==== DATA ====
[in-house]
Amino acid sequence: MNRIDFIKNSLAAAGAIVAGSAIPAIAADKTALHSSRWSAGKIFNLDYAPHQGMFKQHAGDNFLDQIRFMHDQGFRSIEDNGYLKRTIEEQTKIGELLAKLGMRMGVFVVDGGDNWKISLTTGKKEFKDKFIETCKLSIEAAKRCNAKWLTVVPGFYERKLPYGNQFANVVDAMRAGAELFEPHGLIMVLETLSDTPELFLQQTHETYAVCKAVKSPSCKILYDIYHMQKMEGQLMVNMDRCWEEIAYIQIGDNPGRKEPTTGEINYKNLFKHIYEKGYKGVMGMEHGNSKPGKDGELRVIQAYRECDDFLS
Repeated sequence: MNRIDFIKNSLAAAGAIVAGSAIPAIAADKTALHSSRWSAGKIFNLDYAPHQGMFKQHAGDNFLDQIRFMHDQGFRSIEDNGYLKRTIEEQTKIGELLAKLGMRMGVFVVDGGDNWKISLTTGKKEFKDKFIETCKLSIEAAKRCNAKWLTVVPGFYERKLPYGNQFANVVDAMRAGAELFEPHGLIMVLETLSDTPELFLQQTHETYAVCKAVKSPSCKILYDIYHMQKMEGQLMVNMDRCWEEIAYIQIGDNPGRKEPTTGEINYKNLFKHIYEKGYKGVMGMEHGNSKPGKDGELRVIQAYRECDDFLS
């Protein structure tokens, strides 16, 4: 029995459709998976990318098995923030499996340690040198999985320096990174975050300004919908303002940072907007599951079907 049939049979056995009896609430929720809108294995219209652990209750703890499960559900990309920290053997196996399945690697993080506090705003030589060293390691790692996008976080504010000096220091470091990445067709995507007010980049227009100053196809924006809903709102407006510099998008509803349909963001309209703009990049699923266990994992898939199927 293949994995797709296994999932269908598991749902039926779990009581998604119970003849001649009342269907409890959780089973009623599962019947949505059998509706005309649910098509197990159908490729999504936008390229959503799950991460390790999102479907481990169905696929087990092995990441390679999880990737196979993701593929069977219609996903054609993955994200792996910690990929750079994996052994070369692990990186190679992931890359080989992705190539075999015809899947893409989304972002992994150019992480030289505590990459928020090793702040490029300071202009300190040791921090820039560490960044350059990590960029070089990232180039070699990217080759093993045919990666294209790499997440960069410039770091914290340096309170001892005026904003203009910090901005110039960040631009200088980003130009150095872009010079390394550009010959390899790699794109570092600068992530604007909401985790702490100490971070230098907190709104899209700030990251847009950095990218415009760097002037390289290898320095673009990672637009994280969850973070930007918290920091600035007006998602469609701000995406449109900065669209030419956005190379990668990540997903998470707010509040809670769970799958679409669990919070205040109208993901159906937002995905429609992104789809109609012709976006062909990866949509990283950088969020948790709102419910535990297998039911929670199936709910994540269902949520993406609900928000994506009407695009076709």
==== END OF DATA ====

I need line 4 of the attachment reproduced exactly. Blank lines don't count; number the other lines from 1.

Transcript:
């Protein structure tokens, strides 16, 4: 029995459709998976990318098995923030499996340690040198999985320096990174975050300004919908303002940072907007599951079907 049939049979056995009896609430929720809108294995219209652990209750703890499960559900990309920290053997196996399945690697993080506090705003030589060293390691790692996008976080504010000096220091470091990445067709995507007010980049227009100053196809924006809903709102407006510099998008509803349909963001309209703009990049699923266990994992898939199927 293949994995797709296994999932269908598991749902039926779990009581998604119970003849001649009342269907409890959780089973009623599962019947949505059998509706005309649910098509197990159908490729999504936008390229959503799950991460390790999102479907481990169905696929087990092995990441390679999880990737196979993701593929069977219609996903054609993955994200792996910690990929750079994996052994070369692990990186190679992931890359080989992705190539075999015809899947893409989304972002992994150019992480030289505590990459928020090793702040490029300071202009300190040791921090820039560490960044350059990590960029070089990232180039070699990217080759093993045919990666294209790499997440960069410039770091914290340096309170001892005026904003203009910090901005110039960040631009200088980003130009150095872009010079390394550009010959390899790699794109570092600068992530604007909401985790702490100490971070230098907190709104899209700030990251847009950095990218415009760097002037390289290898320095673009990672637009994280969850973070930007918290920091600035007006998602469609701000995406449109900065669209030419956005190379990668990540997903998470707010509040809670769970799958679409669990919070205040109208993901159906937002995905429609992104789809109609012709976006062909990866949509990283950088969020948790709102419910535990297998039911929670199936709910994540269902949520993406609900928000994506009407695009076709």